Drenynd History, Family Crest & Coats of Arms

Many variations of the name Drenynd have evolved since the time of its initial creation. In Gaelic it appeared as O Draighnean, from the word draighnean, which means blackthorn. [1]

Early Origins of the Drenynd family

The surname Drenynd was first found in County Galway (Irish: Gaillimh) part of the province of Connacht, located on the west coast of the Island, and County Clare where O'Drennan was chief of Slieve Eise, Finn, and of Cinel-Seudna, a district on the borders of both counties. [2]

Early History of the Drenynd family

This web page shows only a small excerpt of our Drenynd research. Another 90 words (6 lines of text) covering the years 1696, 1768, 1736 and 1768 are included under the topic Early Drenynd History in all our PDF Extended History products and printed products wherever possible.

Drenynd Spelling Variations

Those scribes in Ireland during the Middle Ages recorded names as they sounded. Consequently, in this era many people were recorded under different spellings each time their name was written down. Research on the Drenynd family name revealed numerous spelling variations, including Drennan, O'Drennan, Drenan, O'Drenan, Thornton and many more.

Early Notables of the Drenynd family (pre 1700)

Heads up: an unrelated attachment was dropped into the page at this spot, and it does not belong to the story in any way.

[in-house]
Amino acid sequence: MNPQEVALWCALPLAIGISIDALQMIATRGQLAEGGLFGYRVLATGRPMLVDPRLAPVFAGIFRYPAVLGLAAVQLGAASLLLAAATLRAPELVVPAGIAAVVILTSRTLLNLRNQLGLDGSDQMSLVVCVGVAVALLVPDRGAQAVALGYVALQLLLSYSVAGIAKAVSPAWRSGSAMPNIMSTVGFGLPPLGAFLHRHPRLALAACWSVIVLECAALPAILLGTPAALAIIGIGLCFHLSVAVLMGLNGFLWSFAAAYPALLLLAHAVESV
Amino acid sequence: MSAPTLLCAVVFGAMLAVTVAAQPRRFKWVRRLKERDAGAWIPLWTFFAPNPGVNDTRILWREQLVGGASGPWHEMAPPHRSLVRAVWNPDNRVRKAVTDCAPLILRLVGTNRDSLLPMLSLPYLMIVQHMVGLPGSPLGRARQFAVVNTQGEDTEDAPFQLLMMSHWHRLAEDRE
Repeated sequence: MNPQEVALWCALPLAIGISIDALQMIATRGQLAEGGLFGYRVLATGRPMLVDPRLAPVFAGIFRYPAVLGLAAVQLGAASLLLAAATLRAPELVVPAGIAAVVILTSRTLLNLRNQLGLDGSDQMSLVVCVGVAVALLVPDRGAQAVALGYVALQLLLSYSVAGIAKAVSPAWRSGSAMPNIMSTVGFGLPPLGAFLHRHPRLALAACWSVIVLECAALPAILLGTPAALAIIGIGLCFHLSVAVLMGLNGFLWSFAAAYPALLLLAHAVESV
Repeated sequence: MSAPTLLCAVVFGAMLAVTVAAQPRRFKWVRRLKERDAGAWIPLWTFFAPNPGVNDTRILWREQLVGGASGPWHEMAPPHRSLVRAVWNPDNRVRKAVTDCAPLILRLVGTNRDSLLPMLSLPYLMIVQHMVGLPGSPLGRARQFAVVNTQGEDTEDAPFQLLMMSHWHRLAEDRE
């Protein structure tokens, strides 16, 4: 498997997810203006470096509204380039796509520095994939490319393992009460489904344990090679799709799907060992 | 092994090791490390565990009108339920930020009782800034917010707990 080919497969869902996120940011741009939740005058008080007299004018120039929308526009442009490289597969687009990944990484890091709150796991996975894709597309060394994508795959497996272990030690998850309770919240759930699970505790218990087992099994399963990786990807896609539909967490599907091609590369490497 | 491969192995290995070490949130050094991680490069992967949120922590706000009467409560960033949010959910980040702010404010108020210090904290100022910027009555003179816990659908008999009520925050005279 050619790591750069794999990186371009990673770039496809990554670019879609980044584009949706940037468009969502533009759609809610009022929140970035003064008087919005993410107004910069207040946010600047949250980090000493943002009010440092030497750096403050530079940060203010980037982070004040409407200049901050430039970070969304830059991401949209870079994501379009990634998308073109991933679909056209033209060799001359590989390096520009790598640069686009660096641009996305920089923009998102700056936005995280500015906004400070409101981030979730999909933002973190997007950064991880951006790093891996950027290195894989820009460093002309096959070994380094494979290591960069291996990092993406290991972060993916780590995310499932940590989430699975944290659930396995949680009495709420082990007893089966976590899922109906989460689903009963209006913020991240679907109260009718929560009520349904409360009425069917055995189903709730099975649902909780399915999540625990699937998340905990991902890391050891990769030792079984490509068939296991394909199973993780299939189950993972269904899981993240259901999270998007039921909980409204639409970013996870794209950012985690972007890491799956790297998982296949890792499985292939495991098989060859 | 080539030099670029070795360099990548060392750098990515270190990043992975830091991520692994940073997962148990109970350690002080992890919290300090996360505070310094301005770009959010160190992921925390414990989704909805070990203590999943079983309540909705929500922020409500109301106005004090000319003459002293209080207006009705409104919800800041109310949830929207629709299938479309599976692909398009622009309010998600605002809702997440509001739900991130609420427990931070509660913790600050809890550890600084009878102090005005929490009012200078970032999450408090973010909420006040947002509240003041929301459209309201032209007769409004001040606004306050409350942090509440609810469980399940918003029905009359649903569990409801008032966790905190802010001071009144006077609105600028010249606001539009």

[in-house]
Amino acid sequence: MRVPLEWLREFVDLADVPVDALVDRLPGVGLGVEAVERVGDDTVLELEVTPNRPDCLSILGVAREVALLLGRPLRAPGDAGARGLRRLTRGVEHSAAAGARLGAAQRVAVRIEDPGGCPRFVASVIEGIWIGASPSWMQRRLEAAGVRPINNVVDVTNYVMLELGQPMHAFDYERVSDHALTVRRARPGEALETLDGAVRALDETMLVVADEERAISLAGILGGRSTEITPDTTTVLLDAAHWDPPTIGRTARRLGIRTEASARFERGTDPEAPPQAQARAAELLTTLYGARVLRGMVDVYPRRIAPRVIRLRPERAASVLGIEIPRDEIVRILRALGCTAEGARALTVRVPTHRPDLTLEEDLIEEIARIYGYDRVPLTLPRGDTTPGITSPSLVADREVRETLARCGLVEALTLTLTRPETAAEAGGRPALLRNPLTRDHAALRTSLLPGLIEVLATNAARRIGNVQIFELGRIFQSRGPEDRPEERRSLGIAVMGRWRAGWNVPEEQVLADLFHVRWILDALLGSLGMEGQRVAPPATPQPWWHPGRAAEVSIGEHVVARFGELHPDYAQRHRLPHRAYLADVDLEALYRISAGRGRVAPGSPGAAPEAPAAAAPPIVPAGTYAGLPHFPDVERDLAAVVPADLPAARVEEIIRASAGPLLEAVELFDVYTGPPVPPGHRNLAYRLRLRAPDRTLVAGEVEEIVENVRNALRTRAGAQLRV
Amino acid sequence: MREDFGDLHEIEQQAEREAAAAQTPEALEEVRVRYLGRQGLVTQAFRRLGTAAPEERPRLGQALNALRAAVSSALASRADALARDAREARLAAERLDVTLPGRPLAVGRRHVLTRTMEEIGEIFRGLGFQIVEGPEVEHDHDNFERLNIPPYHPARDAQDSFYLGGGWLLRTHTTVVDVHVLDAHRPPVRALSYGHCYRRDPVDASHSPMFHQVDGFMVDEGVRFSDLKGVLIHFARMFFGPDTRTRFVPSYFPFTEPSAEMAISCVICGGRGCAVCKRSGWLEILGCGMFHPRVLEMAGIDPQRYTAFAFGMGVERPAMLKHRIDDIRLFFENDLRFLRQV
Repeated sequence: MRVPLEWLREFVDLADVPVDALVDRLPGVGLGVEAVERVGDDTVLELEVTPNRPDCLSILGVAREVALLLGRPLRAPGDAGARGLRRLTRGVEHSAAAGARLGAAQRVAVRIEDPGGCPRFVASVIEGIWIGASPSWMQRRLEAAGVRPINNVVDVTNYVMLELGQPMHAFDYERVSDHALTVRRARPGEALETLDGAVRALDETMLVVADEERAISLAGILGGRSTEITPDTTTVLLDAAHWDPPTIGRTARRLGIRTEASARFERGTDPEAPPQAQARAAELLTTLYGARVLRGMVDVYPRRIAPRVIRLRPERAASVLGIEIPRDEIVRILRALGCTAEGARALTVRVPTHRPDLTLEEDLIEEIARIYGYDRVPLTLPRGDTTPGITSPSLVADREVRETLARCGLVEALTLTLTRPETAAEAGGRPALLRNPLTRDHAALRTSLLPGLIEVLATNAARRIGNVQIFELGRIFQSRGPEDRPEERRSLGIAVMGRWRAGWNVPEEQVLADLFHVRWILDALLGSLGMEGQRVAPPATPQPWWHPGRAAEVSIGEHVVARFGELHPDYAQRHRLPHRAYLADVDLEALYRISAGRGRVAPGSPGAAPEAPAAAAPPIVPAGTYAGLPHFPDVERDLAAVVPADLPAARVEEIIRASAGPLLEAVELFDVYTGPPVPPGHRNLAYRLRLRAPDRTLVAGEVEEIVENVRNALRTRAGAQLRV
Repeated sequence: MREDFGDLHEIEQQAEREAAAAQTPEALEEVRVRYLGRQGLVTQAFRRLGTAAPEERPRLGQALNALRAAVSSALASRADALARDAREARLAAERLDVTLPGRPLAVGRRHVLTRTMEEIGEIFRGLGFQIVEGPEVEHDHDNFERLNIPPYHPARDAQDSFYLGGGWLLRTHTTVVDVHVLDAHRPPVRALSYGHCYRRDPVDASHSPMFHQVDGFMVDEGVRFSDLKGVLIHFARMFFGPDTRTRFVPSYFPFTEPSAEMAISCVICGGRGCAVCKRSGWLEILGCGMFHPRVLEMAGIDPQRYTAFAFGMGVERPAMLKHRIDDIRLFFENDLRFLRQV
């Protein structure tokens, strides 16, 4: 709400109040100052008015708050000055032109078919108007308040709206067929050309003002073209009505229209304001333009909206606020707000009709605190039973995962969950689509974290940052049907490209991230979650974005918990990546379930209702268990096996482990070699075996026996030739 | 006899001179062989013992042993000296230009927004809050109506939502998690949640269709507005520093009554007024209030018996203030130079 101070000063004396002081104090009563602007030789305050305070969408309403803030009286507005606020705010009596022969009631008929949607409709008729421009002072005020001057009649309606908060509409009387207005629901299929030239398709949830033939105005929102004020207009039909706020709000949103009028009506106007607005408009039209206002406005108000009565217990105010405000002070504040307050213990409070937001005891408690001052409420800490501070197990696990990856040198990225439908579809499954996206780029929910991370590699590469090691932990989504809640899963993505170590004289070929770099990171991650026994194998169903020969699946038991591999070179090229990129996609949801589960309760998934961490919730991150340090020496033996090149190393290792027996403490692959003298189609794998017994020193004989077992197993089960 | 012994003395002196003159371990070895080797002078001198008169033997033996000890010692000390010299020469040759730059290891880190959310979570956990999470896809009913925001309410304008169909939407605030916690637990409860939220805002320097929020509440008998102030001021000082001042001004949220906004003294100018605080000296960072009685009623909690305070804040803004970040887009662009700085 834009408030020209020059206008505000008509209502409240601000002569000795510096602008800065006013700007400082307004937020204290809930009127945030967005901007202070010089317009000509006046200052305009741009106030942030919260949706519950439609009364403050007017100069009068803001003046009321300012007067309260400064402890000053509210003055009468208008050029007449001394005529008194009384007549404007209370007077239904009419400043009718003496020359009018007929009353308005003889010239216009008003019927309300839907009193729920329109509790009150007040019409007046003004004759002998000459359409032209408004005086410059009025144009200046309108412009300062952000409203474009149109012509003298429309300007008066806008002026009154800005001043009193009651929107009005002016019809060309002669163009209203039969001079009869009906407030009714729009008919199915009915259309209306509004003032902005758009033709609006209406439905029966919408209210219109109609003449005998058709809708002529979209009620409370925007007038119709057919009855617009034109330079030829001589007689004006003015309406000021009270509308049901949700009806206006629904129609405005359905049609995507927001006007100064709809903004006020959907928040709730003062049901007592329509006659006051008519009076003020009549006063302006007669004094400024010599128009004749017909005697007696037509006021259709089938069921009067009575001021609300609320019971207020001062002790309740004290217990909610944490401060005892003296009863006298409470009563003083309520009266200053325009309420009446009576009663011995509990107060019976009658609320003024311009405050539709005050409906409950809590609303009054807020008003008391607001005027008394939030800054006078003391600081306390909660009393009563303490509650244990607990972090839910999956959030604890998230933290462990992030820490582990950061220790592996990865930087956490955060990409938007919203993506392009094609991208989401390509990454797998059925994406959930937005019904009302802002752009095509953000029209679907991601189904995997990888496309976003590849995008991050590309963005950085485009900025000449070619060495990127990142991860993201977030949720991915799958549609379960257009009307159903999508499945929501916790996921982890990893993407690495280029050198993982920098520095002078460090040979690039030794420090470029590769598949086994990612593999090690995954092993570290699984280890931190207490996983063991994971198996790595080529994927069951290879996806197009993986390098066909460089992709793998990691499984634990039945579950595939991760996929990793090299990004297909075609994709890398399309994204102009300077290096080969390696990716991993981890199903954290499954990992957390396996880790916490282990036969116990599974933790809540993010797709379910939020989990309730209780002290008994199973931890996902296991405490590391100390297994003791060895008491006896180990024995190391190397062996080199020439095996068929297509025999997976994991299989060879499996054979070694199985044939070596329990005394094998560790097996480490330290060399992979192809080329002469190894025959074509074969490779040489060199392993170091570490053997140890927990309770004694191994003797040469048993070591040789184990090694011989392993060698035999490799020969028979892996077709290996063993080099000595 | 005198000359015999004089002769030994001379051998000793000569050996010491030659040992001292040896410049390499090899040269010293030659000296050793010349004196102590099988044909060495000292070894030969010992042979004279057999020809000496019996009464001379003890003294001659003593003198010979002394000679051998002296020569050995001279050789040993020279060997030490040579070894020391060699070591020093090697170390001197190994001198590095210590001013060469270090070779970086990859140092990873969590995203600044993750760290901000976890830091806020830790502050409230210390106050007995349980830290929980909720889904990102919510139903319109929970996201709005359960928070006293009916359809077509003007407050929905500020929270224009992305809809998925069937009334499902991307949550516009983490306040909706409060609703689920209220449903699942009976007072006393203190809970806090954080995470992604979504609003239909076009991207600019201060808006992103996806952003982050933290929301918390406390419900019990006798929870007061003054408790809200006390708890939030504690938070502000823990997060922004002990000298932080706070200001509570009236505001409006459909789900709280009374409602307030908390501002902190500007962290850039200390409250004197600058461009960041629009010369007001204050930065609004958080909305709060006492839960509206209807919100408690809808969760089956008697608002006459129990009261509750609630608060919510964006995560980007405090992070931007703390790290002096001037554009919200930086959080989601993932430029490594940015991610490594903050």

Another 46 words (3 lines of text) are included under the topic Early Drenynd Notables in all our PDF Extended History products and printed products wherever possible.

Migration of the Drenynd family

Thousands of Irish families left for North American shores in the 19th century. These people were searching for a life unencumbered with poverty, hunger, and racial discrimination. Many arrived to eventually find such conditions, but many others simply did not arrive: victims of the diseased, overcrowded ships in which they traveled to the New World. Those who lived to see North American shores were instrumental in the development of the growing nations of Canada and the United States. A thorough examination of passenger and immigration lists has disclosed evidence of many early immigrants of the name Drenynd: William Drennan who settled in New Jersey in 1685; James Drennan settled in New York State in 1803; Michael Drennan settled in Philadelphia in 1856; Edward Thorneton settled in Virginia in 1663.



The Drenynd Motto +

The motto was originally a war cry or slogan. Mottoes first began to be shown with arms in the 14th and 15th centuries, but were not in general use until the 17th century. Thus the oldest coats of arms generally do not include a motto. Mottoes seldom form part of the grant of arms: Under most heraldic authorities, a motto is an optional component of the coat of arms, and can be added to or changed at will; many families have chosen not to display a motto.

Motto: Nec opprimere nec opprimi
Motto Translation: Neither to oppress nor to be oppressed.


  1. ^ MacLysaght, Edward, More Irish Families. Dublin: Irish Academic Press, 1982. Print. (ISBN 0-7165-0126-0)
  2. ^ O'Hart, John, Irish Pedigrees 5th Edition in 2 Volumes. Baltimore: Genealogical Publishing Company, 1976. Print. (ISBN 0-8063-0737-4)


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